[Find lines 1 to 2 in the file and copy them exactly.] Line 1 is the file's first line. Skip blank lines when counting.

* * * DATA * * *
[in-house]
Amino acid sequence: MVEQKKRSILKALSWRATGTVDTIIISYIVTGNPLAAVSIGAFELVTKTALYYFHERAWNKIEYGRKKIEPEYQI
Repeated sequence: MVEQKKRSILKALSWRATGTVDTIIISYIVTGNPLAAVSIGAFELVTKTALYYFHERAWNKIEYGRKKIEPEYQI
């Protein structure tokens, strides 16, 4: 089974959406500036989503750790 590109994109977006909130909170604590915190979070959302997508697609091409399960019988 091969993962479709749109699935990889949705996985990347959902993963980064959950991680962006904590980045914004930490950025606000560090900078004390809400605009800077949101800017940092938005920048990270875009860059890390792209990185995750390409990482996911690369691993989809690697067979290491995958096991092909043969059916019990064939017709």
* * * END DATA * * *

[in-house]
Amino acid sequence: MVEQKKRSILKALSWRATGTVDTIIISYIVTGNPLAAVSIGAFELVTKTALYYFHERAWNKIEYGRKKIEPEYQI